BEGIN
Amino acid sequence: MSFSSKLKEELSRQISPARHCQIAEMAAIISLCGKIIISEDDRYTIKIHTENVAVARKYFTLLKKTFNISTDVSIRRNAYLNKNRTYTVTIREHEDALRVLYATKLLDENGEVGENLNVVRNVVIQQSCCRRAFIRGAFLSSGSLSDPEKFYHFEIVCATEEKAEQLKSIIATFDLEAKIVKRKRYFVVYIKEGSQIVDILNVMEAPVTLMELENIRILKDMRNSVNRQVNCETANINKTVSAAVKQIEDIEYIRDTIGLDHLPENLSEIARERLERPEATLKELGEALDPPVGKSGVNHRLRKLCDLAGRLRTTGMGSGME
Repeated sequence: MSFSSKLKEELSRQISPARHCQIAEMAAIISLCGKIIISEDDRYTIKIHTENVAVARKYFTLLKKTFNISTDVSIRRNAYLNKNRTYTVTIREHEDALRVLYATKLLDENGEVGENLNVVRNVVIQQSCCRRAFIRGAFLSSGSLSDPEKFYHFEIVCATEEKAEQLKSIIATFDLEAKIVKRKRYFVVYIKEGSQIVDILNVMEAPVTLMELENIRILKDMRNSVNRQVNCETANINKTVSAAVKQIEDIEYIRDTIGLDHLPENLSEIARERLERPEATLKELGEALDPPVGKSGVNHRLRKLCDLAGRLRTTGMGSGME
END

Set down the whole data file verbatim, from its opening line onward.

Amino acid sequence: MSFSSKLKEELSRQISPARHCQIAEMAAIISLCGKIIISEDDRYTIKIHTENVAVARKYFTLLKKTFNISTDVSIRRNAYLNKNRTYTVTIREHEDALRVLYATKLLDENGEVGENLNVVRNVVIQQSCCRRAFIRGAFLSSGSLSDPEKFYHFEIVCATEEKAEQLKSIIATFDLEAKIVKRKRYFVVYIKEGSQIVDILNVMEAPVTLMELENIRILKDMRNSVNRQVNCETANINKTVSAAVKQIEDIEYIRDTIGLDHLPENLSEIARERLERPEATLKELGEALDPPVGKSGVNHRLRKLCDLAGRLRTTGMGSGME
Repeated sequence: MSFSSKLKEELSRQISPARHCQIAEMAAIISLCGKIIISEDDRYTIKIHTENVAVARKYFTLLKKTFNISTDVSIRRNAYLNKNRTYTVTIREHEDALRVLYATKLLDENGEVGENLNVVRNVVIQQSCCRRAFIRGAFLSSGSLSDPEKFYHFEIVCATEEKAEQLKSIIATFDLEAKIVKRKRYFVVYIKEGSQIVDILNVMEAPVTLMELENIRILKDMRNSVNRQVNCETANINKTVSAAVKQIEDIEYIRDTIGLDHLPENLSEIARERLERPEATLKELGEALDPPVGKSGVNHRLRKLCDLAGRLRTTGMGSGME